These recurring ideas form the meat of the score proper. Brief hints of Will & Louisa’s love theme appear in “Lunch Hour,” before emerging more fully on the guitars in “Will’s Pain,” in the poignant “Didn’t You Love Anything,” and in the gorgeous cello-led “Lou Shaves Will,” before receiving its most memorable performance in “Ramparts,” an emotional and tender piano solo.

Elsewhere in the score Armstrong embraces a much more contemporary sound, capturing the energy of modern British life through his music. “Will Goes to Work” is busy and energetic, filled with pop—edged synth and electric guitar writing. Guitars feature in a different way in “The Castle,” “Walk Home,” and “Lou’s Interview,” where acoustic versions combine with a modern percussion section in a trio of upbeat and optimistic pieces representative of Louisa’s irrepressibly sunny nature.

The darker, more troubled aspects of the story are conveyed through cues like “Alicia & Rupert,” “Lou Phones for Help,” “Will’s Wish,” “A Lawyer Calls,” and “Talk With Dad,” which feature soft woodwind lines, trilling guitar textures, haunting piano chords, a sense of nervousness in the strings, and a generally more downbeat tone. These moments are necessary to emphasize the gravity of Will’s condition, and to give some depth to the film’s unexpectedly serious main talking point regarding legal euthanasia, the ‘right to die’ argument, and the quality of life of people with massively debilitating physical disabilities. The searing emotion of “The Beach” is the zenith of all this, an emotionally powerful exploration of love, loss, and hopelessness.

The score’s finale begins with “Journey to Dignitas,” where the piano B-phrase of the main theme is accompanied by little electronic ‘zings’ that give it a hint of uncertainty and trepidation. This segues into “Paris,” a hauntingly beautiful violin solo that dances around a dignified version of the love theme, while the conclusive “Within a Day” is an appealing, emotional piece with a contemporary rhythm section, delicious cello writing, and expressive guitars. Live well, indeed.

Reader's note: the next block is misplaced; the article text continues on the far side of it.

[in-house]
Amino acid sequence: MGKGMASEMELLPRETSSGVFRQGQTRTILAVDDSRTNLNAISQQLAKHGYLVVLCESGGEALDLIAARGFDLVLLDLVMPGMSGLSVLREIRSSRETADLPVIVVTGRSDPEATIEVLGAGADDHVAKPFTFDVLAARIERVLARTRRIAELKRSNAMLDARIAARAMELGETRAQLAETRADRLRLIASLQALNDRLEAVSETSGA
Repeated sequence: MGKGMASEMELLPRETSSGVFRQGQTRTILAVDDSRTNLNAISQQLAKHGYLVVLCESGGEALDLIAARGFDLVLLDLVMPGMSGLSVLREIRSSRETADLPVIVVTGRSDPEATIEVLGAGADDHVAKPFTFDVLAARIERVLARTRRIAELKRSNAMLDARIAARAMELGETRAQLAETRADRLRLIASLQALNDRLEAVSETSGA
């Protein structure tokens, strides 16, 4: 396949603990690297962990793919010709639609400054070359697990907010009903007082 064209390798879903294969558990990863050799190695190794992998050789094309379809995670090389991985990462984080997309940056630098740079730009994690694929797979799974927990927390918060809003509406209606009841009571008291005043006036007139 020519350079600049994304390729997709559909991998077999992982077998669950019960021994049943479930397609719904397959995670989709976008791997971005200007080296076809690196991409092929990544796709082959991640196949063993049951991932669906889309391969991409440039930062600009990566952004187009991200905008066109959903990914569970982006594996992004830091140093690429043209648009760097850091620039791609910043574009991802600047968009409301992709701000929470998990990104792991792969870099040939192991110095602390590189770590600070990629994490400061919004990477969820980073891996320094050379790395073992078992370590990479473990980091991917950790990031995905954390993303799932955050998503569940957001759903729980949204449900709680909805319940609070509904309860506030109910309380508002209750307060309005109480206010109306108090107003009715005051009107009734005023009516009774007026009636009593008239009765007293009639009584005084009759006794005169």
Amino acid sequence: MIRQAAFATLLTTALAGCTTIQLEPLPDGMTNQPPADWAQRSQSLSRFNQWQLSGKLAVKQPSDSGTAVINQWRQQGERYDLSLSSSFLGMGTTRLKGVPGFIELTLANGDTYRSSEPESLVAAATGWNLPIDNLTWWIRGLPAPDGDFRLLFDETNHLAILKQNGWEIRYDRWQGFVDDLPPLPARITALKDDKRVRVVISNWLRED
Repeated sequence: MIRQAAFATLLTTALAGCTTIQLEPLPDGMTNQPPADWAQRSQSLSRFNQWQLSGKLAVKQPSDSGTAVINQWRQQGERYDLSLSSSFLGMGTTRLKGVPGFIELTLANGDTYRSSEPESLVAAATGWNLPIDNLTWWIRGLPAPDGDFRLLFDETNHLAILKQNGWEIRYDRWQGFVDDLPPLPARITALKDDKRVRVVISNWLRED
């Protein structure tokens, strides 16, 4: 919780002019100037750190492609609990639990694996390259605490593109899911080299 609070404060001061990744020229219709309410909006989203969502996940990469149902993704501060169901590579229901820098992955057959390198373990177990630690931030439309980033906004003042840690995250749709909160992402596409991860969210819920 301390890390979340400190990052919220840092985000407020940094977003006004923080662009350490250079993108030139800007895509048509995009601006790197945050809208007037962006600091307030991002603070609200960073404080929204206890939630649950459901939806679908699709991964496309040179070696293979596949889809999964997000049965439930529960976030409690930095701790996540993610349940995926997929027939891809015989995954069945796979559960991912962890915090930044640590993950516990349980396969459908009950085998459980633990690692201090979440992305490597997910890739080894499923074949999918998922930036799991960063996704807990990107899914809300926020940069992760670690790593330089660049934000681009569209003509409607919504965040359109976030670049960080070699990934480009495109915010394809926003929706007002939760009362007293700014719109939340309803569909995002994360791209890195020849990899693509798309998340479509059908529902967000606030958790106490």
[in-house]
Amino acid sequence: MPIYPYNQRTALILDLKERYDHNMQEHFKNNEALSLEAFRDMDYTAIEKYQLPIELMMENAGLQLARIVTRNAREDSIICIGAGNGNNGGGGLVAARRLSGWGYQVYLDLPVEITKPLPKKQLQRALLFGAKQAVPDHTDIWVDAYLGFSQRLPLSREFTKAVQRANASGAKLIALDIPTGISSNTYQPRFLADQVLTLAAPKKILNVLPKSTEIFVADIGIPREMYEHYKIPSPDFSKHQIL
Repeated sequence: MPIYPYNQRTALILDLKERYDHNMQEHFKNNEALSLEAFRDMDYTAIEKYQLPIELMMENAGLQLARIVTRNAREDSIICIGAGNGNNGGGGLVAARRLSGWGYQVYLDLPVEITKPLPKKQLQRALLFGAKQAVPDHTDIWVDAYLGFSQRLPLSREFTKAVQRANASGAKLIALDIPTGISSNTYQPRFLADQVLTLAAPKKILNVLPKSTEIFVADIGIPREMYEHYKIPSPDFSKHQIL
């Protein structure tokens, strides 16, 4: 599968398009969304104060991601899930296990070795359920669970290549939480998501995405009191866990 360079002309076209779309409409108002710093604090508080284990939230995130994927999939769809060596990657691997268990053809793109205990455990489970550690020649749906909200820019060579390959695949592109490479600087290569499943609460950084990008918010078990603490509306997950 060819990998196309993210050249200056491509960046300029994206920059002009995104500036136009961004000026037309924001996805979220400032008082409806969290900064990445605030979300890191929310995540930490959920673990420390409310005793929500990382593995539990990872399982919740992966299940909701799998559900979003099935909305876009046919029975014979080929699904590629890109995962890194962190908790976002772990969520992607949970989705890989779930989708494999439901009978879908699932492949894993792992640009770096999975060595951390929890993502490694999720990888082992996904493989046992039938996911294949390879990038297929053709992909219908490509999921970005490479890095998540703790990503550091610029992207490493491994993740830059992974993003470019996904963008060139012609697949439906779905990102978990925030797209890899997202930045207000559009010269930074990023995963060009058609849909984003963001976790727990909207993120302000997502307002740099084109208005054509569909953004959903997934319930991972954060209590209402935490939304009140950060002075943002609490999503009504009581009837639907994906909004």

The mainstream commercial soundtrack for Me Before You doesn’t contain any of Armstrong’s score – it’s a pop compilation featuring songs by artists like Imagine Dragons, Ed Sheeran, and Jessie Ware – so the fact that Watertower Music put out a separate digital-only score album is a boon for those of us who saw the film and loved Armstrong’s score in context. As I said at the beginning of this review, Me Before You is a very typical romantic drama score, and as such is highly unlikely to set the film music world alight, especially for those film music fans who need a little more orchestral bombast in their scores. However, for fans of Craig Armstrong’s serious, strong, earnestly sincere dramatic and romantic writing, it’s a top notch release.

Buy the Me Before You soundtrack from the Movie Music UK Store

Track Listing:

  • Me Before You Orchestral (7:13)
  • Will Goes to Work (0:55)
  • The Castle (1:33)
  • Walk Home (0:57)
  • Lou’s Interview (1:20)
  • Meet Will (0:52)
  • Lunch Hour (1:08)
  • Alicia & Rupert (1:15)
  • Lou Phones for Help (1:52)
  • Will’s Pain (1:12)
  • Didn’t You Love Anything (1:44)
  • Lou Shaves Will (1:47)
  • Will’s Wish (1:57)
  • The Red Dress (0:25)
  • Ramparts (2:45)
  • A Lawyer Calls (1:09)
  • Rush to Hospital (1:09)
  • Nathan Agrees (0:34)
  • The Beach (2:59)
  • Talk With Dad (1:14)
  • Journey to Dignitas (1:40)
  • Paris (3:26)
  • Within a Day (4:04)

Running Time: 43 minutes 22 seconds

Water Tower Music (2016)

Music composed by Craig Armstrong. Conducted by Matt Dunkley. Orchestrations by Matt Dunkley. Additional music by David Donaldson. Featured musical soloists Mark Berrow and Steve Mair. Recorded and mixed by Geoff Foster. Edited by Andrew Glen. Album produced by Craig Armstrong.